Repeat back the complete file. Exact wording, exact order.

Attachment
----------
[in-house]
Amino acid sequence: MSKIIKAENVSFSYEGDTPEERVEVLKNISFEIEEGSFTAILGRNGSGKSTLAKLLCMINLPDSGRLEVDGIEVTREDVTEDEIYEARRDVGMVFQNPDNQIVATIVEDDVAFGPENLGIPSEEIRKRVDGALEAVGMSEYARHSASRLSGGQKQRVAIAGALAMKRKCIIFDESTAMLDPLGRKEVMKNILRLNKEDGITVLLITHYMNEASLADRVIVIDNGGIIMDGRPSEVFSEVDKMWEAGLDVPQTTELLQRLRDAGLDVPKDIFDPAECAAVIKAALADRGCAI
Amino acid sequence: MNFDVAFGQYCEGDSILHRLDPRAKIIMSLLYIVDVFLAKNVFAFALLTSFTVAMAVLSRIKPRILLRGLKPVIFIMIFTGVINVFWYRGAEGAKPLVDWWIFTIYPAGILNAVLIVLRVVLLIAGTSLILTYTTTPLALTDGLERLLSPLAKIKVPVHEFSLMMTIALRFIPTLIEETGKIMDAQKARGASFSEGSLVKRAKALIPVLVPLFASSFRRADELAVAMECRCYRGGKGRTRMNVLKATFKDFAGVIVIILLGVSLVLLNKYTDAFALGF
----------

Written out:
[in-house]
Amino acid sequence: MSKIIKAENVSFSYEGDTPEERVEVLKNISFEIEEGSFTAILGRNGSGKSTLAKLLCMINLPDSGRLEVDGIEVTREDVTEDEIYEARRDVGMVFQNPDNQIVATIVEDDVAFGPENLGIPSEEIRKRVDGALEAVGMSEYARHSASRLSGGQKQRVAIAGALAMKRKCIIFDESTAMLDPLGRKEVMKNILRLNKEDGITVLLITHYMNEASLADRVIVIDNGGIIMDGRPSEVFSEVDKMWEAGLDVPQTTELLQRLRDAGLDVPKDIFDPAECAAVIKAALADRGCAI
Amino acid sequence: MNFDVAFGQYCEGDSILHRLDPRAKIIMSLLYIVDVFLAKNVFAFALLTSFTVAMAVLSRIKPRILLRGLKPVIFIMIFTGVINVFWYRGAEGAKPLVDWWIFTIYPAGILNAVLIVLRVVLLIAGTSLILTYTTTPLALTDGLERLLSPLAKIKVPVHEFSLMMTIALRFIPTLIEETGKIMDAQKARGASFSEGSLVKRAKALIPVLVPLFASSFRRADELAVAMECRCYRGGKGRTRMNVLKATFKDFAGVIVIILLGVSLVLLNKYTDAFALGF